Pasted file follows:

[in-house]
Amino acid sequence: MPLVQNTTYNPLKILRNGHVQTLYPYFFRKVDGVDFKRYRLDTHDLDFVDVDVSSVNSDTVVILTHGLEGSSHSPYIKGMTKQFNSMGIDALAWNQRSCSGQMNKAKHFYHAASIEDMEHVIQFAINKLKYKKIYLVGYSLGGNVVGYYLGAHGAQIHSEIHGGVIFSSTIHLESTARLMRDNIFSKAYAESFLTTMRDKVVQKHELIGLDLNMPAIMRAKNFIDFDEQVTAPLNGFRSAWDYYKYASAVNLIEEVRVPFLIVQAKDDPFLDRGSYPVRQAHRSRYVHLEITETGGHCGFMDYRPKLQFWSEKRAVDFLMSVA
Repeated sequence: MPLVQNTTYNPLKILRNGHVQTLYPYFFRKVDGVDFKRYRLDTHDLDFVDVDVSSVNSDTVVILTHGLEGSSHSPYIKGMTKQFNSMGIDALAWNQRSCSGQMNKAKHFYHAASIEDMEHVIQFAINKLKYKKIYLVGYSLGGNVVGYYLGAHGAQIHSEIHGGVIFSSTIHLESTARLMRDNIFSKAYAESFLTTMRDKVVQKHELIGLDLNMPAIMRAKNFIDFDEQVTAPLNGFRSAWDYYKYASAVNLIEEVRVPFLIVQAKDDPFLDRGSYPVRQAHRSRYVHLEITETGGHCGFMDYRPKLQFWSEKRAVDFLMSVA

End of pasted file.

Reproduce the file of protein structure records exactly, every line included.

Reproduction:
[in-house]
Amino acid sequence: MPLVQNTTYNPLKILRNGHVQTLYPYFFRKVDGVDFKRYRLDTHDLDFVDVDVSSVNSDTVVILTHGLEGSSHSPYIKGMTKQFNSMGIDALAWNQRSCSGQMNKAKHFYHAASIEDMEHVIQFAINKLKYKKIYLVGYSLGGNVVGYYLGAHGAQIHSEIHGGVIFSSTIHLESTARLMRDNIFSKAYAESFLTTMRDKVVQKHELIGLDLNMPAIMRAKNFIDFDEQVTAPLNGFRSAWDYYKYASAVNLIEEVRVPFLIVQAKDDPFLDRGSYPVRQAHRSRYVHLEITETGGHCGFMDYRPKLQFWSEKRAVDFLMSVA
Repeated sequence: MPLVQNTTYNPLKILRNGHVQTLYPYFFRKVDGVDFKRYRLDTHDLDFVDVDVSSVNSDTVVILTHGLEGSSHSPYIKGMTKQFNSMGIDALAWNQRSCSGQMNKAKHFYHAASIEDMEHVIQFAINKLKYKKIYLVGYSLGGNVVGYYLGAHGAQIHSEIHGGVIFSSTIHLESTARLMRDNIFSKAYAESFLTTMRDKVVQKHELIGLDLNMPAIMRAKNFIDFDEQVTAPLNGFRSAWDYYKYASAVNLIEEVRVPFLIVQAKDDPFLDRGSYPVRQAHRSRYVHLEITETGGHCGFMDYRPKLQFWSEKRAVDFLMSVA